Free will and randomness feel opposed to one another: free wil is what makes us human; randomness is the epitome of meaninglessness. But the two share a deep affinity: they both are built on breaking with the past and with contingency.
All things are contingent. No event has a single cause. But it seems to us that we have free will: the ability to make decisions, and so this seeming capacity to intervene in the world gives rise to causal questions. If I choose to eat this mushroom, will I get sick? Implicit in the question is the possibility that I might choose, or not, to eat the mushroom. Of course, our decision to intervene is itself contingent, since our minds are also part of the world. The contingency of our own minds makes it hard to infer causation: amongst patients who choose to go to the hospital outcomes are worse, but this does not mean going to the hospital makes you sicker. Or maybe I would have slept badly anyway on the nights I choose to stay on my phone until late. Our choices don’t feel very contingent; if they did, there would be no reason to ask about causation. But we know, abstractly, that our choices may produce selection bias in ways we don’t fully understand.
How, then, do we establish causation? We require a technology to breaks the chain of contingency more effectively than our own decision making processes. That technology is randomness: aleatoric machines, designed originally for gambling, which are specially constructed using symmetry and information-discarding physical processes (spinning a wheel, a coin, or a die; mixing an urn of balls; or their mathematical analogues in random number generators). The function of these aleatoric machines is to break the bonds between the past and the future more thoroughly than our own minds can. If an outcome follows from the output of an aleatoric device, it cannot have followed from anything else: if you are selected for the treatment arm of an experiment by a coin flip, the effect of the past on your outcome is broken at the moment of the coin flip, at least relative to what would have happened had the coin flip turned out otherwise.
So free will gives meaning to causation, and causation is detected by randomness. But there is an irony to this arrangement. Causation matters because we make choices, the choices we make are the place where who we are connects to the world, and the source of meaning. But the very notion of causation requires a break from the past, a break which is most perfectly created by randomness, the epitome of meaninglessness, as a process which is, by design, maximally disconnected from the rest of the world. At a deep level, the phenomena of free will and randomness are siblings: each relies on the possibility of non-contingency. But behind free will there lies a soul, and behind randomness, there is nothing (or worse, a tawdry betting game). The difference between the two is one of value, though, not of kind.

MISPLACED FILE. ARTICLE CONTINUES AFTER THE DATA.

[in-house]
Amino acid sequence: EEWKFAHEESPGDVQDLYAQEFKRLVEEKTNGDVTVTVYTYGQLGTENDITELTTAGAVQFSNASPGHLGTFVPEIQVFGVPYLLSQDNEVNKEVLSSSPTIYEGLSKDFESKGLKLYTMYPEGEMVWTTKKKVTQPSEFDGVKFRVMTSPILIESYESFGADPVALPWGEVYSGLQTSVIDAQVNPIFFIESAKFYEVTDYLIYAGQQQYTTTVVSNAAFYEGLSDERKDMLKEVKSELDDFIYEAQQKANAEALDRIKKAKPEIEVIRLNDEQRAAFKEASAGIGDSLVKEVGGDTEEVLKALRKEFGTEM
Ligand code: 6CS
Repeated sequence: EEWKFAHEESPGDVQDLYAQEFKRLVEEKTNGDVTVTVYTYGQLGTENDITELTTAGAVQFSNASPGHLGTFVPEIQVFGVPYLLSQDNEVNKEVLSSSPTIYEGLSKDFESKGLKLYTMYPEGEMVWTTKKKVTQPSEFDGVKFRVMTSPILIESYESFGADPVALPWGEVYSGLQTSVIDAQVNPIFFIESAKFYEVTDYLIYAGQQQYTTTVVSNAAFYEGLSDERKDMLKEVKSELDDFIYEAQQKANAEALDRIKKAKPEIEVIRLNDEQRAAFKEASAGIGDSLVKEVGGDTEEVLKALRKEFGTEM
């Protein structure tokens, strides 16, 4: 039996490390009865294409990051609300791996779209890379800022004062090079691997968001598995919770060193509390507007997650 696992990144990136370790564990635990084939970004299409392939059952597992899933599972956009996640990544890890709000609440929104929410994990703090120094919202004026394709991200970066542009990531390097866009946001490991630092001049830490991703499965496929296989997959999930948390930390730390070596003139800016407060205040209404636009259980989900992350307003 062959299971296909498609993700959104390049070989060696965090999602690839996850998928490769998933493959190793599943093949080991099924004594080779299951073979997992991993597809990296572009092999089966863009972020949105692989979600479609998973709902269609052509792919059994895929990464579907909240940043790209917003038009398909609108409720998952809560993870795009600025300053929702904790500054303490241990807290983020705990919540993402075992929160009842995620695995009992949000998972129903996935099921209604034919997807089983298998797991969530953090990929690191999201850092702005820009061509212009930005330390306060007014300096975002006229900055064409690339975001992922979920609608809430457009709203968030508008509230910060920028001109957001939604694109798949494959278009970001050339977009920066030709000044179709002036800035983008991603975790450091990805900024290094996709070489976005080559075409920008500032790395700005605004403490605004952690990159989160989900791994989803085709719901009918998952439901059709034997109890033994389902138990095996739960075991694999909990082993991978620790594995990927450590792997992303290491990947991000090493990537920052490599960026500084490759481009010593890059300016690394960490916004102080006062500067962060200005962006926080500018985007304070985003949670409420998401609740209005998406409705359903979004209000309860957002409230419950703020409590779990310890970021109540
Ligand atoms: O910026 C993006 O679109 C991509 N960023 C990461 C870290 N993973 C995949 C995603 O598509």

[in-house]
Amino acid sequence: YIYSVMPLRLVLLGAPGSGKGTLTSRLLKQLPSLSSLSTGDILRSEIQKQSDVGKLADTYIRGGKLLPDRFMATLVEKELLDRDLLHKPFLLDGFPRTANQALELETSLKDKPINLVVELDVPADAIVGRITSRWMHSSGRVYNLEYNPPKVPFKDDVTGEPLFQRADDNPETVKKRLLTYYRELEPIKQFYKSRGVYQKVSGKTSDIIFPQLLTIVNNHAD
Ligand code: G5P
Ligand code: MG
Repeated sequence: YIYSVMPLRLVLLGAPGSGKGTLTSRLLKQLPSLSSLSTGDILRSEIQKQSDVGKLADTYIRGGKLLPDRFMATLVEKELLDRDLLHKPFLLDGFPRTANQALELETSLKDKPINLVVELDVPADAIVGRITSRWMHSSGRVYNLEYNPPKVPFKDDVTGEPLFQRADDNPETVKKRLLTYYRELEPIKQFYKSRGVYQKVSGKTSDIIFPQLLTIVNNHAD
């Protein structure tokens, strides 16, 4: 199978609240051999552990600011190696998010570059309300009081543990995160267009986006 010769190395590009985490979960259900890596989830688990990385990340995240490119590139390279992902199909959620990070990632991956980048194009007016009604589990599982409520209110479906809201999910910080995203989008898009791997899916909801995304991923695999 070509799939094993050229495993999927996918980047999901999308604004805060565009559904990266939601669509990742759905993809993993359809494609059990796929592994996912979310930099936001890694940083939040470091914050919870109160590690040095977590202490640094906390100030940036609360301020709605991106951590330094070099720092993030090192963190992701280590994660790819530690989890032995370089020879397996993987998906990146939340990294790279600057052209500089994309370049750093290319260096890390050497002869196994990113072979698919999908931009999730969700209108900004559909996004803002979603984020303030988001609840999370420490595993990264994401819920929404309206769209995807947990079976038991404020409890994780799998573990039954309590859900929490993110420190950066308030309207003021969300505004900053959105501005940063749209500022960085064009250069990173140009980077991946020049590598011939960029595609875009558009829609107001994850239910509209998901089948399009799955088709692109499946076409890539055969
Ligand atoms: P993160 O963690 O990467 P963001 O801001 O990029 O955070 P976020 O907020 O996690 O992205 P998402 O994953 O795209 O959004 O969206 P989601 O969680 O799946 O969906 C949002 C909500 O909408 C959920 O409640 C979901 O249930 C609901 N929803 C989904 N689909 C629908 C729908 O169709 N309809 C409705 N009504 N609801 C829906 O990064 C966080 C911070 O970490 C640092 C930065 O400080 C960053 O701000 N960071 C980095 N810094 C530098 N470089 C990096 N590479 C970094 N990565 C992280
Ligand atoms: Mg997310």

This priveleged epistemic role of aleatoric devices in establishing causation is an extremely recent invention. Often the idea is attributed to Neyman , though this idea is certainly in Hume (Section VIII, Part I of ), who writes:
“And if the definition above mentioned be admitted; liberty, when opposed to necessity, not to constraint, is the same thing with chance; which is universally allowed to have no existence.”
(I might argue that Section VIII, and not Section VI, is the right place to look in Hume for the origins of modern probabilisitic causal inference, in contrast to some other authors ).
But even if the origins were to be traced back to the 17th century, it is well-established that the pre-modern world did not give aleatoric reasoning such a priveleged status (). To me, this opens up a range of interesting questions. Is it only the modern epistemic prominence of randomness that allows us to even conceive of causation this way? Does the close proximity between meaninglessness and free will affect our view of ourselves? When we insist, in practice, that only randomness can establish causation, do we leave behind ways of interacting with the world that do not fit into this framework? In what other ways can we imagine leaving contingency behind? How have other cultures and times done so?
 Neyman, Jerzy, and Karolina Iwaszkiewicz. “Statistical problems in agricultural experimentation.” Supplement to the Journal of the Royal Statistical Society 2.2 (1935): 107-180.
 Hume, D. (1748). An Enquiry Concerning Human Understanding. Renascence Editions.
 Holland, Paul W. “Statistics and causal inference.” Journal of the American statistical Association 81.396 (1986): 945-960.
 Hacking, Ian. The emergence of probability: A philosophical study of early ideas about probability, induction and statistical inference. Cambridge University Press, 2006.